You can see the gap most clearly if you compare their teenage troubles with the kind of nightmares which twisted the lives of real psycopaths: Charles Manson, whose mother was a teenaged prostitute, who was pregnant with him at 15 and then abandoned him a few weeks after his birth when she was sent to jail; or Peter Kurten, the Dusseldorf serial killer, who watched his father rape his mother, was seduced by his sister and introduced to bestiality by the local dog-catcher; or Ian Brady, abandoned by his father and then by his mother; or Joseph Kallinger, who was sexually abused by both his parents who then told him they had castrated him to protect him from sin. Petrolini and Elsey, by contrast, were just a couple of lost boys, looking for a future in a world which didn’t seem to offer them one.
Elsey found it first – on the shelves of John Menzies. And it was not murder that he bought; that just turned out to be part of the package. What he bought was a lifestyle, an image, designed to escape from failure, supplied in its purest, clearest form inside the covers of “Brave Two Zero, the true story of an SAS patrol behind enemy lines in Iraq” by Andy McNab.
Elsey discovered a private world with its own private language. There’s SOP for the standard operating procedures, and VCP for Vehicle Check Point, E and E for escape and evasion and then there are remfs (rear echelon mother fuckers) for despising. Officers are “ruperts”, Arabs are “rag heads”. Half the people have lost their real names; it’s all “Geordie” or “Legs” or “Dinger”. There’s no headquarters; it’s the Head Shed. You’re never tired; you’re always on “on your chinstrap”. You don’t march; you “tab”. You don’t get beaten up; you get “filled in”. And you never kill – you slot the little rag heads if they get in your way.
Elsey soaked it up and passed it on to his new friend, not as the contents of a book but as his own first-hand experience, reinforced by signals from endless films and news stories. Within weeks of the beginning of the first term, they were both inside this private world, and they found there was a kind of magic in there. If you have the outlook of an SAS hero, you can do anything. Your body is a machine, well-tuned and perfectly balanced. Your mind is a calculator, precise, clear, correct. Your wish is your command. “Just fucking let’s do it,” as Andy McNab likes to put it. What could stop you?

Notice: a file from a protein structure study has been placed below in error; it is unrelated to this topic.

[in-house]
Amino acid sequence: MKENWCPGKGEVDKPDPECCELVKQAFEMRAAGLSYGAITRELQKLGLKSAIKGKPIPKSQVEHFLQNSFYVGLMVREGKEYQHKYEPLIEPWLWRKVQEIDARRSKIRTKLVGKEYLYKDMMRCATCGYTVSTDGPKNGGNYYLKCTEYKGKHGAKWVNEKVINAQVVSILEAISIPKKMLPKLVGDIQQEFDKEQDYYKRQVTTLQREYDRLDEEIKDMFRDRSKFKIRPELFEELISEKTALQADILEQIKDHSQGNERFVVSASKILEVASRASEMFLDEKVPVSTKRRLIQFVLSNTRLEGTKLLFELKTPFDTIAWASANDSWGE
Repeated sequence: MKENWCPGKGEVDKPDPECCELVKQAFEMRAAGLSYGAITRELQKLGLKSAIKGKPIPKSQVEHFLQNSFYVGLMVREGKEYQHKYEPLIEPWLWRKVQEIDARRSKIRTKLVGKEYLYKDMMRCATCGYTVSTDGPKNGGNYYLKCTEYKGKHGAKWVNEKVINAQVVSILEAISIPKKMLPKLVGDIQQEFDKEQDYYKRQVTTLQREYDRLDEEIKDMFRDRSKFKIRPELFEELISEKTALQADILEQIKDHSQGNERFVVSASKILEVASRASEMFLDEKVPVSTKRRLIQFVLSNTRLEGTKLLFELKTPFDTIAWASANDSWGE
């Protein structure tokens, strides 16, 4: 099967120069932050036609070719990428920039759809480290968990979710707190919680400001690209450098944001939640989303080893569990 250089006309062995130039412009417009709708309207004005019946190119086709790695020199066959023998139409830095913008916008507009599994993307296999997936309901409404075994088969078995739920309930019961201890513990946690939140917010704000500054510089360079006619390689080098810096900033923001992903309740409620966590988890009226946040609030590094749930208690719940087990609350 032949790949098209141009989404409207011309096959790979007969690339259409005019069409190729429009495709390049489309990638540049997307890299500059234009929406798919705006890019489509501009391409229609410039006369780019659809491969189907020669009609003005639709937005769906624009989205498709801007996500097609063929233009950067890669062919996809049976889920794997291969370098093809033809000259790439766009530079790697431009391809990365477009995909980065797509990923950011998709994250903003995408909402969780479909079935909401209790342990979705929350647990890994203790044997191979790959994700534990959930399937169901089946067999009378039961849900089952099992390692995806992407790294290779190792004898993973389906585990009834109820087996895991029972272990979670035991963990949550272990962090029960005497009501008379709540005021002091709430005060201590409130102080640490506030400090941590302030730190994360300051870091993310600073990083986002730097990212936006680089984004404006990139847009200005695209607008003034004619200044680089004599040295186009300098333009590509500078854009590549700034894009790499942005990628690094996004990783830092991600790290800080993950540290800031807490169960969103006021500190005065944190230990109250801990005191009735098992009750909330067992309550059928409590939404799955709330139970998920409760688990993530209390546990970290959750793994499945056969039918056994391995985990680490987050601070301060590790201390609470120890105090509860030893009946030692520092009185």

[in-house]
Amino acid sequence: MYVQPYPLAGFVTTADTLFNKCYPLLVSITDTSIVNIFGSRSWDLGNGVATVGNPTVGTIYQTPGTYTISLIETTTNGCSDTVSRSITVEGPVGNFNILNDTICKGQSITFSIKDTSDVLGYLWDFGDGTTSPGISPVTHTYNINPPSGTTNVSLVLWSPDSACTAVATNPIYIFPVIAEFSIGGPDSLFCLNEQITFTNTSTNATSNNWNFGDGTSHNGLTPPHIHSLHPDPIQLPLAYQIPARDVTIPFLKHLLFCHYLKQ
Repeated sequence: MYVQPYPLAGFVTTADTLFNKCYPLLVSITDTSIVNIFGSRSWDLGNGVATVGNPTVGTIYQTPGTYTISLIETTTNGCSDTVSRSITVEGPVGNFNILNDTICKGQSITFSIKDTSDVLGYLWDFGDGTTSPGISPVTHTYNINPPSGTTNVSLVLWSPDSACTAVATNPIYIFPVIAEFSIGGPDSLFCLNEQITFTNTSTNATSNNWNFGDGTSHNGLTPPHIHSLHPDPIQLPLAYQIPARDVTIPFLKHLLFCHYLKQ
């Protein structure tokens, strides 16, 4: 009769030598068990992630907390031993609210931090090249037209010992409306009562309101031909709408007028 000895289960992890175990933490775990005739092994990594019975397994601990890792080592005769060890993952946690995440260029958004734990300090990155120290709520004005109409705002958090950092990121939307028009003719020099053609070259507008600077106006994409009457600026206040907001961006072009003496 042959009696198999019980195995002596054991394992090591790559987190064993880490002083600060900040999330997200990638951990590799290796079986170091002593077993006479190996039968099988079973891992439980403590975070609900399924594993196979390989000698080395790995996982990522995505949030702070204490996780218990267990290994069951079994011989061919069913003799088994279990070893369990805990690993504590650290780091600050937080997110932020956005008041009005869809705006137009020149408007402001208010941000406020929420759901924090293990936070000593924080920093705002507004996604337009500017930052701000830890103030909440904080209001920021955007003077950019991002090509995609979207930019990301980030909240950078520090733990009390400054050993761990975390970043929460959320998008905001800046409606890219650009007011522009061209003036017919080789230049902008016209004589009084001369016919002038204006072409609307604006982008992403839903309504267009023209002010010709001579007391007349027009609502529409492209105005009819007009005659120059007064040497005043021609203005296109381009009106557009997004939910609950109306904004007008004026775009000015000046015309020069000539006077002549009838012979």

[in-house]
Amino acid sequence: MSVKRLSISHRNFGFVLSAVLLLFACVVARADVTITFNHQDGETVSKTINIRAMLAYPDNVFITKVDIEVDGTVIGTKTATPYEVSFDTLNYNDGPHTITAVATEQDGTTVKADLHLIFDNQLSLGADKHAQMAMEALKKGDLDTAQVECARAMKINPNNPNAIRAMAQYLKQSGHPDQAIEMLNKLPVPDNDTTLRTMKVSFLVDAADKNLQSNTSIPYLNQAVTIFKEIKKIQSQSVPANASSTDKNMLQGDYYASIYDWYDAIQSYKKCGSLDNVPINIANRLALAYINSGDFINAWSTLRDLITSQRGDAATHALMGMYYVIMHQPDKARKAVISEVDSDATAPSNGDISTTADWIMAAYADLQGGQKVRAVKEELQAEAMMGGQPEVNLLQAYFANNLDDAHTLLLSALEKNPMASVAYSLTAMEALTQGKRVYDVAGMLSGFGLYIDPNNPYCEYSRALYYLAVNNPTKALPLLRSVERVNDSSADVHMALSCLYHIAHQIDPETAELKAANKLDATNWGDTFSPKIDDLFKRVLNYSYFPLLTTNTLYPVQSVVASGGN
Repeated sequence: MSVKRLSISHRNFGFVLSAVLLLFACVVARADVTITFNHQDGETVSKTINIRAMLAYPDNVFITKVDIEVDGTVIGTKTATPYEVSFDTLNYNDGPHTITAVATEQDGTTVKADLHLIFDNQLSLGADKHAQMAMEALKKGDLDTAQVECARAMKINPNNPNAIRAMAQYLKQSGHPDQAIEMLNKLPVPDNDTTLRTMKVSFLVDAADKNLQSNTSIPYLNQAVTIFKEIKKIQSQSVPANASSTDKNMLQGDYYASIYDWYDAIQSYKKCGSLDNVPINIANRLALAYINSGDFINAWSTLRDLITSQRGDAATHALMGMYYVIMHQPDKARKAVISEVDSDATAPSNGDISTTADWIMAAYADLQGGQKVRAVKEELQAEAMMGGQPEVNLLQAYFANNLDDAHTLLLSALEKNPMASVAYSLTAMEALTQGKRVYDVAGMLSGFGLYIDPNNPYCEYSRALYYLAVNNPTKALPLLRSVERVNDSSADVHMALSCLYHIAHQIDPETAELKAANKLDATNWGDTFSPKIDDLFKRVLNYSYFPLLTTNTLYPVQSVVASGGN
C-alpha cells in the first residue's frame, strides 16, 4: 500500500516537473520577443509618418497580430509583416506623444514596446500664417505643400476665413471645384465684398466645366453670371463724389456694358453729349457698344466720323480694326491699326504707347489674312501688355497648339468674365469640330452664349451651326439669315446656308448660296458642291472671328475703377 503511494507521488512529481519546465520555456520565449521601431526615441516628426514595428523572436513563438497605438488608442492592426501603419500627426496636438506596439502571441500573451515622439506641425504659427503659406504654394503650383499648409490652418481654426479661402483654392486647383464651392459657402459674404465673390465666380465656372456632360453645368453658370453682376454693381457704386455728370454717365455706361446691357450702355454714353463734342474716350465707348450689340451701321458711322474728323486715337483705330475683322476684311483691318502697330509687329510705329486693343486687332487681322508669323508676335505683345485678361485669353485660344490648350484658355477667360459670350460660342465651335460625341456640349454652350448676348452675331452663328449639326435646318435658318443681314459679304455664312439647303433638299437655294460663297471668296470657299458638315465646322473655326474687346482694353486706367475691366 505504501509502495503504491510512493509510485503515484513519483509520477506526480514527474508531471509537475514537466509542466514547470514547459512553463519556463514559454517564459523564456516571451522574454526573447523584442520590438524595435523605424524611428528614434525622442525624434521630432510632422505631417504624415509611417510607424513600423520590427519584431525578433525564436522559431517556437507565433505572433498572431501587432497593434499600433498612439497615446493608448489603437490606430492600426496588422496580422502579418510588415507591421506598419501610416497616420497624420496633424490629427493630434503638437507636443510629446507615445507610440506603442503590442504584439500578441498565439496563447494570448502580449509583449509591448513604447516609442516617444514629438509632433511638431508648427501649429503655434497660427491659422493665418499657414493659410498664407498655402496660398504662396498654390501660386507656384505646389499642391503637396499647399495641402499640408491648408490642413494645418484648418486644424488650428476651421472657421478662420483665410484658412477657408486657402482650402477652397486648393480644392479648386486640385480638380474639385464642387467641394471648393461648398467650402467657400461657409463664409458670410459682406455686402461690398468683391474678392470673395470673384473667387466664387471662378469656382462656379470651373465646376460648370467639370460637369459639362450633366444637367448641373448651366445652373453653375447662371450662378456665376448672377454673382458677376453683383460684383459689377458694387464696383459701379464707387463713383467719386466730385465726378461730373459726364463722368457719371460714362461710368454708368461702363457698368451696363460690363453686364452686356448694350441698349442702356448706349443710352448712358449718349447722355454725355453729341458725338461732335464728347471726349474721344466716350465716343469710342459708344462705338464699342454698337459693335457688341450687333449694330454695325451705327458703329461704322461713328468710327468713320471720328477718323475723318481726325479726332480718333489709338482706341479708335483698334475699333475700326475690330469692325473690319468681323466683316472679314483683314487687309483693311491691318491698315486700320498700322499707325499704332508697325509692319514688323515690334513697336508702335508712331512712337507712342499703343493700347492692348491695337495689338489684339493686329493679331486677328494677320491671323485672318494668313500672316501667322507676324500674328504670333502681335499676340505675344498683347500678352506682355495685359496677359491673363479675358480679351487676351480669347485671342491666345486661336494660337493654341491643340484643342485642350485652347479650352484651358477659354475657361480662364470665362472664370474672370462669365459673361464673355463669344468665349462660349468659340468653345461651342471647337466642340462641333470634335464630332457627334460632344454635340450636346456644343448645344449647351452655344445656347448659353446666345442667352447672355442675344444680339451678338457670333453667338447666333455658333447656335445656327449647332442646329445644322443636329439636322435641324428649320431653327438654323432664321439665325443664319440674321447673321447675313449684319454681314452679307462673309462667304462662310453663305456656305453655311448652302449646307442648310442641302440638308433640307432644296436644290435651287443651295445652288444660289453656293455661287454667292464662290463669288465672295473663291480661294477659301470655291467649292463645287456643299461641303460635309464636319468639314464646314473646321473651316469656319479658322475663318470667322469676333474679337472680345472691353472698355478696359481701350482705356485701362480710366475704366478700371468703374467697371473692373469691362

There is no failure. You just follow the SOP. Fear? There is no fear because there is no feeling. You are about to be tortured? Well, it’s only “the old chop-your-bollocks-off routine”. Iraqi guards attack your cell-mate? “We let them get on with it. It was just a kicking and a few punches.” You hear that your best friend is dead? “Bastard!” you say. “I gave him my bobble hat.” There’s no room for feelings here or any other kind of foul-up.
And other people? Could they stop you getting what you want? Well, who cares about other people? You can get sentimental about the family back home. But what can you do? You just leave your parents a letter: “Don’t worry about me being dead. It’s just one of those things”. You can be loyal to your mates “But if you’re worried about people getting hurt and killed, you’d spend your life on anti-depressants.” They’re only people, “slime” or “dickheads” or “wankers”. Here today, rat-shit tomorrow.
They loved this stuff. Elsey, who already owned several books about the SAS, was soon transformed. No more school clothes, no more poxy cadet corps uniform. He dressed entirely in black, from his baseball cap down through his leather jacket and his jeans all the way down to his stomping boots, dressed in darkness. With reflecting sun-glasses, because, as Andy says:“You have to mask your alertness. You have to make people peering in believe that they’re looking at empty premises, not the shop front of Harrods.” No more mediocrity.